Research shows even your mental focus improves during the summertime. In fact, in a recent study, researchers at the University of Liege, Belgium, measured brain function in 28 volunteers each month through an entire year. It turns out, the participants had the highest attention span and mental focus in June, near the summer solstice, and had the lowest in December, around the winter solstice.
3.) You improve quality and quantity of sleep. Many people report improvements in sleep during the summer. Especially when visiting the beach. And here again, that improvement probably relates to increased sun exposure. Because, as I just mentioned, when you spend more time in the sun each day, you have naturally higher levels of circulating serotonin, which your body then converts to melatonin—the sleep hormone—as the sun goes down.
Just remember, as I mentioned yesterday, when the sun goes down, make sure to turn off all electronic screens and dim the lights in your house. The lower light will naturally signal your body to begin the process of converting serotonin to melatonin.
4.) You enjoy fresh, local produce and seafood. Research shows eating plenty of fresh fruits and vegetables every day is a major key to health and longevity. And, of course, during the warmer months, it’s much easier to find or grow fresh, local, organic produce.
If you don’t have the time or space to grow your own produce, try finding a local farmer’s market. In fact, if you’re in the Baltimore/Washington, D.C. area, please consider stopping by the Cozzi Family Farm, where you can find fresh, organic, local produce as well as organic, free-range eggs, soaps, and other specialty goods. Or go straight to the website for direct contact information—or other healthy products, including natural botanical sunscreens (as I just discussed), as well as seedlings to start your own garden.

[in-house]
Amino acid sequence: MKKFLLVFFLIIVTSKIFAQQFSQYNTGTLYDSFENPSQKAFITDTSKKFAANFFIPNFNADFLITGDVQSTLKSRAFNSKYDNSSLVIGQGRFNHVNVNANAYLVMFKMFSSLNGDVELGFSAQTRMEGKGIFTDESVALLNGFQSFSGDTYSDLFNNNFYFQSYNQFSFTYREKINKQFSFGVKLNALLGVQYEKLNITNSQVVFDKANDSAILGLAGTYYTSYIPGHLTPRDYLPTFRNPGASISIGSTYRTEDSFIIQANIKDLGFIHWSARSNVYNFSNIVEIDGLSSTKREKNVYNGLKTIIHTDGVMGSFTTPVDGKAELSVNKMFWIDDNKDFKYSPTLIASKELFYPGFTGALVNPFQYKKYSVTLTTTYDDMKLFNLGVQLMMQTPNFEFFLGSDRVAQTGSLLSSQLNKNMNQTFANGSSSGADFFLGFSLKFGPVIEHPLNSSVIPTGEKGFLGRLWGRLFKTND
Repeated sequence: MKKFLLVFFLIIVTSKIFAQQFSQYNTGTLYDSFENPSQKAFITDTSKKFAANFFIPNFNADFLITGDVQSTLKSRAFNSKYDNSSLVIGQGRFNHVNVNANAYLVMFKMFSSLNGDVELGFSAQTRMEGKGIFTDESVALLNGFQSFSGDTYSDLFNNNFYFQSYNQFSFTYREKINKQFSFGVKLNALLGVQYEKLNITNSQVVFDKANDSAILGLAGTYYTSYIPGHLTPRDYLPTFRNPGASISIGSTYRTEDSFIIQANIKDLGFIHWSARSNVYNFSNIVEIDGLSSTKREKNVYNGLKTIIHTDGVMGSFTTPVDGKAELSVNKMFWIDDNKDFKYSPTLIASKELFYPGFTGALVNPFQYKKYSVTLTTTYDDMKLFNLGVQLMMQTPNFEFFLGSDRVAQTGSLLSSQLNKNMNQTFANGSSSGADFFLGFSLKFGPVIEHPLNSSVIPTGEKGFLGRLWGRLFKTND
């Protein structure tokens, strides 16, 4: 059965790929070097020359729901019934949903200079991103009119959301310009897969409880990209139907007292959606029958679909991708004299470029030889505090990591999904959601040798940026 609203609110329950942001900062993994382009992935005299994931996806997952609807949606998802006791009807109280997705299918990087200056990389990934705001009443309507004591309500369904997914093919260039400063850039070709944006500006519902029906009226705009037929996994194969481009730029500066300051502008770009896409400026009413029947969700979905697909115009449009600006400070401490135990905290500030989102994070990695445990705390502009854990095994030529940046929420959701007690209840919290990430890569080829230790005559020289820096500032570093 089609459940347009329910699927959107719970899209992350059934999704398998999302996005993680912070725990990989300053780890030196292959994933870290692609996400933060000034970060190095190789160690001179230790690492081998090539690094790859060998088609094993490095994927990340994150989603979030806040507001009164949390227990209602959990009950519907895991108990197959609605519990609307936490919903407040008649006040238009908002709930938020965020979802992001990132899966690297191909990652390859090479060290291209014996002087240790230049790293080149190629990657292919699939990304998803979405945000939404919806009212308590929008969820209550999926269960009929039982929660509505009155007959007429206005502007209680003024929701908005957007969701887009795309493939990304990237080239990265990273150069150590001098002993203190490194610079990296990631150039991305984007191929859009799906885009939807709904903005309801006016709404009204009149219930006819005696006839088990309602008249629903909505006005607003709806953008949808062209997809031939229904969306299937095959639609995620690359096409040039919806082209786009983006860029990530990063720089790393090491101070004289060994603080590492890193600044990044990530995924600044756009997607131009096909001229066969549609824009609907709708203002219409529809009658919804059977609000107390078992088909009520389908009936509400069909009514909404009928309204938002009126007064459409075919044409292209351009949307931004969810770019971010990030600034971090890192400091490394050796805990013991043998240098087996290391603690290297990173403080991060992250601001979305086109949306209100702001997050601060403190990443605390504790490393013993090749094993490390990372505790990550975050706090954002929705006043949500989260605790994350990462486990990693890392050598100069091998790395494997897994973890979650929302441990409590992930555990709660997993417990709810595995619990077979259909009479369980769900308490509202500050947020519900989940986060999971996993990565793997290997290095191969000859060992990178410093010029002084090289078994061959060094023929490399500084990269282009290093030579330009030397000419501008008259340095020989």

And remember, as I reported last month, you don’t have to aim quite as high as once suggested regarding your daily consumption of fresh produce. In fact, a new study suggests that you can significantly reduce your all-cause mortality (death) risk…as well as your risk of developing three common chronic diseases…by enjoying just five servings of fruits and vegetables a day.
The summertime is also the perfect time of year to add some fresh seafood, high in heart-healthy essential fatty acids, to the menu. I recommend trying my classic New England seafood boil.
5.) You get more exercise outdoors. I always encourage you to exercise out in Nature. For one, it’s gentler on your joints. Second, it exposes you to sunshine, which triggers your body’s own natural production of vitamin D, as mentioned above. Third, it will save you money and reduce your potential for exposure to germs, including the coronavirus, and toxic air. Fourth, and perhaps most importantly, it’s great for your mental health and increases your sense of well-being!
So, this summer, take advantage of the many benefits of the season. Spend some time soaking up the sun, sleeping with the windows open, and enjoying some healthy summertime treats like fresh fruits, vegetables, and seafood. Your body and mind will benefit.
“Seasonality in human cognitive brain responses.” Proceedings of the National Academy of Sciences, Mar 2016; 113 (11): 3066-3071. doi.org/10.1073/pnas.1518129113